In the 1820s and '30s there were approximately 285 working mills in Essex. Due to the introduction of steam-driven roller mills, as well as improvements in sea, rail and road transport by the 1930s, this number dwindled to just a handful and by 1950 the last working mill had ceased production.
Essex County Council was the first local authority in England to take on the guardianship of its county's remaining mills, of which there are seven: four windmills, two watermills, and one steam-driven mill. Five of these - all four of the windmills and one of the watermills - have been restored and the other two are currently being restored. However, there was a delay with the restoration of the steam-driven mill due to the presence of a bat roost inside the mill. Some of the mills are open to the general public, while others only open for educational purposes to special interest groups.
Foot and Mouth Disease
In February 2001, Essex was at the forefront of an outbreak of foot-and-mouth disease. The disease was first discovered in a delivery of pigs at an Essex abattoir during a routine inspection. In spite of efforts to control this highly infectious viral disease, which affects pigs, cattle, sheep and goats, it spread across Britain and as far as Northern Ireland. As the disease took hold, it led to pyres, disposal pits and the virtual closure of the countryside. The crisis lasted for 11 months, during which time there were 2,030 confirmed cases, around six million animals were slaughtered and many farmers lost their livelihoods. It also had a negative impact on the tourist industry and the UK economy as a whole. The infected pigs at the start of the epidemic were traced back to a farm in Northumberland.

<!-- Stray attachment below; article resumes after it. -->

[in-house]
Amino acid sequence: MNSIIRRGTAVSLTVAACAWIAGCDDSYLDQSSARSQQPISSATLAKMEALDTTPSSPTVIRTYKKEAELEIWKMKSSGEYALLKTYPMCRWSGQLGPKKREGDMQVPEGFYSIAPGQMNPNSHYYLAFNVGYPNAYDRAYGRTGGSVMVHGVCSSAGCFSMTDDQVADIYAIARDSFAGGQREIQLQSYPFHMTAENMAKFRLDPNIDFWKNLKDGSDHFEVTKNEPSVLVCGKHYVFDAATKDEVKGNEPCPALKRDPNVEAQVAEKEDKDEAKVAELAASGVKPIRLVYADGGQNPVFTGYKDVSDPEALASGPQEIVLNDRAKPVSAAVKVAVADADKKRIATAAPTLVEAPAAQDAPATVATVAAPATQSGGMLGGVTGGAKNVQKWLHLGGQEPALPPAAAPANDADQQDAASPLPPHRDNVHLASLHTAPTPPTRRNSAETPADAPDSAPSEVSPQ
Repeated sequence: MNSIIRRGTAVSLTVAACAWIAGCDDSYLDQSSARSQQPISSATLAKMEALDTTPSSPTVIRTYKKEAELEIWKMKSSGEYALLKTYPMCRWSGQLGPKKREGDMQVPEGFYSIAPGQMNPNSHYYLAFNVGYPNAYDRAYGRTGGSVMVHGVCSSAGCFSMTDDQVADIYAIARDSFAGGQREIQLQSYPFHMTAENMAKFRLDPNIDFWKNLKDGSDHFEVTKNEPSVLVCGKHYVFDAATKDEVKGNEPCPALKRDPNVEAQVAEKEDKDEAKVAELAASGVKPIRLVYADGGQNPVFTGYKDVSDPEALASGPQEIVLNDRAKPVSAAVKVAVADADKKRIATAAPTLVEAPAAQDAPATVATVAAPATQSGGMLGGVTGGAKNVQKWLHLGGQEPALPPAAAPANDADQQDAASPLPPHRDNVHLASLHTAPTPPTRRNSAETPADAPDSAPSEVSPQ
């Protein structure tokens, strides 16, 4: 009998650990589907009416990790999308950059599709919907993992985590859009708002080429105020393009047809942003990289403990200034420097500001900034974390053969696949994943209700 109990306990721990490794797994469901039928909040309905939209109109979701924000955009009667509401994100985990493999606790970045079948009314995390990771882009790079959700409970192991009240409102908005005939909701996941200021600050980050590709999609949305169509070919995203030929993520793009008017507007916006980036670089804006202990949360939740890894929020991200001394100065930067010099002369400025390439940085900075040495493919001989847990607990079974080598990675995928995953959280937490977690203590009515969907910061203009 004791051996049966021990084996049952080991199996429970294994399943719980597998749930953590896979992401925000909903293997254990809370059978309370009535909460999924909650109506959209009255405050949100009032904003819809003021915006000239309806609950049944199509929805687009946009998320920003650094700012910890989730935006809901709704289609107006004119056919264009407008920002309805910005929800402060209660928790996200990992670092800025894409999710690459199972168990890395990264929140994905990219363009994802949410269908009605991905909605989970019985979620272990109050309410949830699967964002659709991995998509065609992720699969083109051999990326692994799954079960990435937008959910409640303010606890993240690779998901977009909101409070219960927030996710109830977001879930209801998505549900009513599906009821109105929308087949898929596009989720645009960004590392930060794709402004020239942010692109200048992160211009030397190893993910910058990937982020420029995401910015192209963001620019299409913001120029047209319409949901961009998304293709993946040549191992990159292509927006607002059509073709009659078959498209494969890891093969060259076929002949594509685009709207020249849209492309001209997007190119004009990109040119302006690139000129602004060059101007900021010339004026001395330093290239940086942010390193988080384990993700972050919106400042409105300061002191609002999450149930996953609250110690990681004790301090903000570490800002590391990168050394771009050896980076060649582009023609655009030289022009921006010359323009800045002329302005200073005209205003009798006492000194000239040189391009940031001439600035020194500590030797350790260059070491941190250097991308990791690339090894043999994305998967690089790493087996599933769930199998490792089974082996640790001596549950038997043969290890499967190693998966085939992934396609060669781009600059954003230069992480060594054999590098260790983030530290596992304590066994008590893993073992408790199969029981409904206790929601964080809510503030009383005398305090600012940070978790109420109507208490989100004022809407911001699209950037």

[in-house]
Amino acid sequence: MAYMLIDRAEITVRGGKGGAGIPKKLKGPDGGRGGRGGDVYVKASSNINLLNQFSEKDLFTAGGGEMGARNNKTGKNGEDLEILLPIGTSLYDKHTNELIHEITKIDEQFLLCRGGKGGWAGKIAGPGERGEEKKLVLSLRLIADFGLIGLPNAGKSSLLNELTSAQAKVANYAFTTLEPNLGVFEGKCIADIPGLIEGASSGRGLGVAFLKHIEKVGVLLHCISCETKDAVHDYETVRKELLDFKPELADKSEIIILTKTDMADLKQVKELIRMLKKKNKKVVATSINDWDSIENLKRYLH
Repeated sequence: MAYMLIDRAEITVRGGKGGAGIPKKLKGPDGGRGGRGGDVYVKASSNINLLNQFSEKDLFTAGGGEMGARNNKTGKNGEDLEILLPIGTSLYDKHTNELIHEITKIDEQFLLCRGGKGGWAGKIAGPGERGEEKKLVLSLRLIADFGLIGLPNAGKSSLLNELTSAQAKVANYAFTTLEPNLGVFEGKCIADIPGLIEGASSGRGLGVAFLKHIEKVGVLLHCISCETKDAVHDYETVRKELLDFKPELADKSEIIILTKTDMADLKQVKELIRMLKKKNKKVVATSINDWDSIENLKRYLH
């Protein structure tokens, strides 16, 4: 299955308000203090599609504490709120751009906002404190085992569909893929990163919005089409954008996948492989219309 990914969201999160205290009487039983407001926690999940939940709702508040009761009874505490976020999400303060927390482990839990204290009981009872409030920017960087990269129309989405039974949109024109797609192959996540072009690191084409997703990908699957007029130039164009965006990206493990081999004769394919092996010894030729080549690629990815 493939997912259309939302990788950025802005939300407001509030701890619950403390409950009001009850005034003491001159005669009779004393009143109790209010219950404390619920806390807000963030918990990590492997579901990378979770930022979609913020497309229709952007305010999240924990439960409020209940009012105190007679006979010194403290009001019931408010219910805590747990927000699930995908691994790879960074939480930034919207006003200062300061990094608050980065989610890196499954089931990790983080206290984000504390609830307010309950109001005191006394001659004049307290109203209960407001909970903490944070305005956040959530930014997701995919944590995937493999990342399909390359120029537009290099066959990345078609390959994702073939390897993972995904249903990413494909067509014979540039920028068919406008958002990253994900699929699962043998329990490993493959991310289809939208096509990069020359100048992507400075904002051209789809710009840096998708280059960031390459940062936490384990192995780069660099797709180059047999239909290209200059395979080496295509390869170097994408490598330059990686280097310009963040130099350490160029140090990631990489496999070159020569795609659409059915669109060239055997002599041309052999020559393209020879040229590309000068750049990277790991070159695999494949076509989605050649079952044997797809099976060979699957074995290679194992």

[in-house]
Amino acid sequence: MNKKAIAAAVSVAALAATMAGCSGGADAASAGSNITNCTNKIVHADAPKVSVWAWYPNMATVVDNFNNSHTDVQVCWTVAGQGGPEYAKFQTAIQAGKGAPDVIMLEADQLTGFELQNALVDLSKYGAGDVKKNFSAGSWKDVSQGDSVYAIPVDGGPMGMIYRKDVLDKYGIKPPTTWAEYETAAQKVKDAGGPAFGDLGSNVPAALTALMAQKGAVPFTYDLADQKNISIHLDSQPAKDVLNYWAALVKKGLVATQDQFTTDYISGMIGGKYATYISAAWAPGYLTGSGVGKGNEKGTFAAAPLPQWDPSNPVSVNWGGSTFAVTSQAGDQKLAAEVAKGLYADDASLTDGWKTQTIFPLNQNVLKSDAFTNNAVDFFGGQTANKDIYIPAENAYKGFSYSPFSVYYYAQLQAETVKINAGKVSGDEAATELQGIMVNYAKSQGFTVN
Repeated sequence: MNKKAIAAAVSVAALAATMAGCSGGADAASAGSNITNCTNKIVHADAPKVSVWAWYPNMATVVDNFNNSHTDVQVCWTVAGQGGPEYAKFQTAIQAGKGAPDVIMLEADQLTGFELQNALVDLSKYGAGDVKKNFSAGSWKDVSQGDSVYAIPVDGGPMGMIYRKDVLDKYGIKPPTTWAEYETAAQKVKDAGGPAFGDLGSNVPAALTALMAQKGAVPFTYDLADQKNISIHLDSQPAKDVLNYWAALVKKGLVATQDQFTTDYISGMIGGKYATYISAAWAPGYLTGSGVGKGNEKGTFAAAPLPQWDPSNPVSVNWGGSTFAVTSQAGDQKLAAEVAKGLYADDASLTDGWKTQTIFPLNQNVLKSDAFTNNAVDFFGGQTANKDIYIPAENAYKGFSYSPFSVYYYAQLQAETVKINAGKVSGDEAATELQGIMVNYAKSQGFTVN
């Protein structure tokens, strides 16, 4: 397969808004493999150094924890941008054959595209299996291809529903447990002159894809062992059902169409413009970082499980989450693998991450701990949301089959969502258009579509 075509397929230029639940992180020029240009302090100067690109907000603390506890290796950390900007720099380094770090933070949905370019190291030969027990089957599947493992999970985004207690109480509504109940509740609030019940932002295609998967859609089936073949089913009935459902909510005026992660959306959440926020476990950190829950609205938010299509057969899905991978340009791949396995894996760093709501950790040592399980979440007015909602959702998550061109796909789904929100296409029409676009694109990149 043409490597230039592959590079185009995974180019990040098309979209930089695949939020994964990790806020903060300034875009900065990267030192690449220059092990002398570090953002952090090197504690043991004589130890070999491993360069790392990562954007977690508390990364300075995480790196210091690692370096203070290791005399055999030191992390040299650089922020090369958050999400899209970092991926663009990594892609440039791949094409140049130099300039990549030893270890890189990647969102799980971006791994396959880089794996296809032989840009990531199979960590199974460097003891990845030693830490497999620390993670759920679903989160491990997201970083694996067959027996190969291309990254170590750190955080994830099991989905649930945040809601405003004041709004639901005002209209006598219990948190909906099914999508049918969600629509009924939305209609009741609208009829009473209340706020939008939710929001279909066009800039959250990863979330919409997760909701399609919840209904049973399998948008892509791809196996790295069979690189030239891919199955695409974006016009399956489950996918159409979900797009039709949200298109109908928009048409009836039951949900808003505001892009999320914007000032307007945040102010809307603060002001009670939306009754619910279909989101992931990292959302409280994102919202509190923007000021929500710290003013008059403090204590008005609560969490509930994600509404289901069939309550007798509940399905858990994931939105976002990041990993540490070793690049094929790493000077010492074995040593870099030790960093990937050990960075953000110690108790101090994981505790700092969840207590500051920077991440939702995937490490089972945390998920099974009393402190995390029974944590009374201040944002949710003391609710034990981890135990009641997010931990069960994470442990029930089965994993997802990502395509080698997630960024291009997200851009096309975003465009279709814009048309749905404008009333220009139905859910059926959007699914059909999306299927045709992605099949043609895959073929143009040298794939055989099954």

Being located so close to London, the prosperous south of England and Europe, many industries have felt encouraged to make Essex their home. These days there is a mixture of old and modern industries, with both multinational companies and local businesses contributing to the industrial make-up of the county.
A relatively new company, Amstrad, an electronics company, was founded in 1968 by its current Chairman Sir Alan Sugar. The name Amstrad derives from the initials of his full name - Alan Michael Sugar - and the first part of the word 'trading'. Amstrad has been at the forefront of many small technological advances. In 2005, television viewers witnessed the extended job interview which was Alan's search for a new manager in the reality show The Apprentice6. This featured 14 candidates being tested: each week one was sacked with the words 'You're Fired!' until only one was left.